Say Yes To Google Analytics Benchmarking*

Mutual fund and exchange-traded fund (ETF) companies work together on all kinds of issues (see the operations agendas of the Investment Company Institute or NICSA, for example).

But except for the occasional conferences and other get-togethers, asset management marketers don’t have continuous access to one another, least of all their data. Well, here’s your chance. 

What would you give to know how your Website performs against its peers?

Google Analytics has resurrected its benchmarking capability (discontinued in 2011), and since September has been rolling it out to accounts. The most excellent news is that two of the 1,600 verticals are Exchange-traded Funds and Mutual Funds.

To find, just start at Channels, Business & Industrial, then drill down to Finance, Investing and then Funds.

Other sites, notably SimilarWeb (see post), provide free competitive data. Since this service is straight from the source itself, ostensibly it should be even more reliable. A comparison of traffic sources, location and devices across six metrics that include sessions, percentage of new sessions, new sessions, pages/session, average session duration and bounce rate is being made available.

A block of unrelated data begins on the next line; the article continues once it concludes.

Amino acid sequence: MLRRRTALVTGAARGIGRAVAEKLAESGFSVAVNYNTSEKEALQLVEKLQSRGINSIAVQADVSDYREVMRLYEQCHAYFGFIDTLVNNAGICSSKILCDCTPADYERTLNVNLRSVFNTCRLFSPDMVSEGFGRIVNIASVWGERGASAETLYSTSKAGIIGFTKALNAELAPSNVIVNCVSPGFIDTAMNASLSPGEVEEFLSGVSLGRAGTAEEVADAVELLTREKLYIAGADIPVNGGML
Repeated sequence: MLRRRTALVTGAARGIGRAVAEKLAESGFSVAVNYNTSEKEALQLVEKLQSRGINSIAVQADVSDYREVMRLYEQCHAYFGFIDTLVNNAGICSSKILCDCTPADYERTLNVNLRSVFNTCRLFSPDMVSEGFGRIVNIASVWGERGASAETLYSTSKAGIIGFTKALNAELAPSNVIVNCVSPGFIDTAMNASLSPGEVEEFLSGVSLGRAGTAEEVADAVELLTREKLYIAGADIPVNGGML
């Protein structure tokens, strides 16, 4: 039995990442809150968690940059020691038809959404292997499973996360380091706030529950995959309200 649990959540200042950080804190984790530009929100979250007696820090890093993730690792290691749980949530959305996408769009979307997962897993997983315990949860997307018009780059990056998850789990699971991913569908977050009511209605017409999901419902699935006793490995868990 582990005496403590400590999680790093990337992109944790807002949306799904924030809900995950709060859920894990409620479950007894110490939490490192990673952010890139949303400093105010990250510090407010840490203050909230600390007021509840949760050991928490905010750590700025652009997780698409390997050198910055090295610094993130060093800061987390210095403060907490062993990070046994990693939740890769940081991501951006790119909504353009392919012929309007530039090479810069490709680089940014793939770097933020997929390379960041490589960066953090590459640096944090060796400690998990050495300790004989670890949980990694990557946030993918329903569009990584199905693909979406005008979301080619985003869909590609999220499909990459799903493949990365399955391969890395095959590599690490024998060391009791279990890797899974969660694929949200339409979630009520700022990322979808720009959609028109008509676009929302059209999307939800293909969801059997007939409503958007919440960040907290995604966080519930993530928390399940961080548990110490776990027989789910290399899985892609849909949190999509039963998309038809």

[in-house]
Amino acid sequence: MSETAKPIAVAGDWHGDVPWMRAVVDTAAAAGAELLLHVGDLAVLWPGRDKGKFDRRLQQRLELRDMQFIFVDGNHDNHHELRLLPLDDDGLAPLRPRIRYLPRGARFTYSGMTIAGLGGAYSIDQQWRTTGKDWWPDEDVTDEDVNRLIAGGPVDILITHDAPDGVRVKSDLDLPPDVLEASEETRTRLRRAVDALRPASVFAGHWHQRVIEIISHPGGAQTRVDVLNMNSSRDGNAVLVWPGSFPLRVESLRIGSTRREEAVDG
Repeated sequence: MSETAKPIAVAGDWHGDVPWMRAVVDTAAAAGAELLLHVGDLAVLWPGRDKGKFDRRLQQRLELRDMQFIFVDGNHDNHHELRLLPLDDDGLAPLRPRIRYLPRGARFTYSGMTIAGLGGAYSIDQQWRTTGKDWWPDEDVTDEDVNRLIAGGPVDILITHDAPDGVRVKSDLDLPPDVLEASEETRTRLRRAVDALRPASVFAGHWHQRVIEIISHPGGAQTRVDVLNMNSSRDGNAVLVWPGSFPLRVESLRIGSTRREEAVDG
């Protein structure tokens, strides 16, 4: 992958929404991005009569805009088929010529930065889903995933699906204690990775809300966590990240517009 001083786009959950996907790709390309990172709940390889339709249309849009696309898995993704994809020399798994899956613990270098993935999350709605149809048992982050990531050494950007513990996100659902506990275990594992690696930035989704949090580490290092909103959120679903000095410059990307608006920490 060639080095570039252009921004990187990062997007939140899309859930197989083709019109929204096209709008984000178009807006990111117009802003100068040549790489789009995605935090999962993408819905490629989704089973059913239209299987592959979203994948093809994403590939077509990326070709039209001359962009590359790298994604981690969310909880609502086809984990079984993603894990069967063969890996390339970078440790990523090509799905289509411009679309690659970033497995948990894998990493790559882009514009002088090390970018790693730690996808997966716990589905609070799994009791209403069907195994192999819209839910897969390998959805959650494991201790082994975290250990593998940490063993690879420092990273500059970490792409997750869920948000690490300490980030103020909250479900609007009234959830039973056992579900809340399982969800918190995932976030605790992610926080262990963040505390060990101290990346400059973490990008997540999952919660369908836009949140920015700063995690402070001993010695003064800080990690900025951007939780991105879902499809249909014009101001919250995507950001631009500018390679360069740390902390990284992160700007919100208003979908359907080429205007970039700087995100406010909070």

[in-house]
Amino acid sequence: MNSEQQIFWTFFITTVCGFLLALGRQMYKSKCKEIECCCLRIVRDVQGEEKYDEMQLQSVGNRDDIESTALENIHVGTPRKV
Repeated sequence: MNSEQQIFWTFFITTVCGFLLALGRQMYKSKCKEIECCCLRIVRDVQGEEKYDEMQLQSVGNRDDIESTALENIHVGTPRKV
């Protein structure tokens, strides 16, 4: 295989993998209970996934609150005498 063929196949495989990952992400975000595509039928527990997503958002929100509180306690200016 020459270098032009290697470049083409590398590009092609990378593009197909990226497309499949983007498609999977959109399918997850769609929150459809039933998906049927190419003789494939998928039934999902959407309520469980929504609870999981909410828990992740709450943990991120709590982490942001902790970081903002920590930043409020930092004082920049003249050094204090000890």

In order to access benchmarking data, you need to opt in. Participating is as simple as checking a box in the Admin settings of your account. This effectively grants permission to Google to remove identifiable information about your site, combine anonymized data with similar sites and report benchmarks.

If you work on a mutual fund or ETF site with 0 to 100 daily sessions, you’re in luck! The data is right there and waiting, thanks to the fact that 20 Web properties are contributing to the benchmark.

However, traffic on the vast majority of fund company sites exceeds 100 sessions. Unfortunately, there’s no peer data for you because an insufficient number of firms are contributing.